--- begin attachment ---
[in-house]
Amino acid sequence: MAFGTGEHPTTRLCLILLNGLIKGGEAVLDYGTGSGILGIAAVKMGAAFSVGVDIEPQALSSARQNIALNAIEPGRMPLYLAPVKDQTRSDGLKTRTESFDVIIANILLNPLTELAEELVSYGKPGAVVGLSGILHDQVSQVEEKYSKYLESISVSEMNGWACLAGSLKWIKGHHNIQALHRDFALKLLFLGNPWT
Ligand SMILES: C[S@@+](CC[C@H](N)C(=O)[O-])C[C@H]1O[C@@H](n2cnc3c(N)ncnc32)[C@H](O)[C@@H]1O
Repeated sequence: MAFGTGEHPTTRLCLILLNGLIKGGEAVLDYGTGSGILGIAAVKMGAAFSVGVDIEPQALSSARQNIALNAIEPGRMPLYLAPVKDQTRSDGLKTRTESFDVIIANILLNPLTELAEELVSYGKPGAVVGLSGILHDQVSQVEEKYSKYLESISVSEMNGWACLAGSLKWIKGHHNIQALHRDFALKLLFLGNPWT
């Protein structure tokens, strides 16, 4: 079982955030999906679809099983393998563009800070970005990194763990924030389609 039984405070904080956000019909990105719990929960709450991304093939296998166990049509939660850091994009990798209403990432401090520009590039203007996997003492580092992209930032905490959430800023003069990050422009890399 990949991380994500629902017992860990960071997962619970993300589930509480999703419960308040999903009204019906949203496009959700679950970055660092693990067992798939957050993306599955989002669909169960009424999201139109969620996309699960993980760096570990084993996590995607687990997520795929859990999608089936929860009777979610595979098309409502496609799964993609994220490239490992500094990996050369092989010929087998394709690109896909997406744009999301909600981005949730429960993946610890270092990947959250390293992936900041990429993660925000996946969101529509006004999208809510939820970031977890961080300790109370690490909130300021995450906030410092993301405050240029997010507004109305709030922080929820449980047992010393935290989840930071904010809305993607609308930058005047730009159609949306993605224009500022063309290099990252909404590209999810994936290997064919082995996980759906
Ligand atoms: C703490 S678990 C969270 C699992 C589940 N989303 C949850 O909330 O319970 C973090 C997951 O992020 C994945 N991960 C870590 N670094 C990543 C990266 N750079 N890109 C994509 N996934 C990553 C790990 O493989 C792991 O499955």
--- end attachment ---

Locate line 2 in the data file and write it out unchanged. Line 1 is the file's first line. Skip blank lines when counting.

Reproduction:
Amino acid sequence: MAFGTGEHPTTRLCLILLNGLIKGGEAVLDYGTGSGILGIAAVKMGAAFSVGVDIEPQALSSARQNIALNAIEPGRMPLYLAPVKDQTRSDGLKTRTESFDVIIANILLNPLTELAEELVSYGKPGAVVGLSGILHDQVSQVEEKYSKYLESISVSEMNGWACLAGSLKWIKGHHNIQALHRDFALKLLFLGNPWT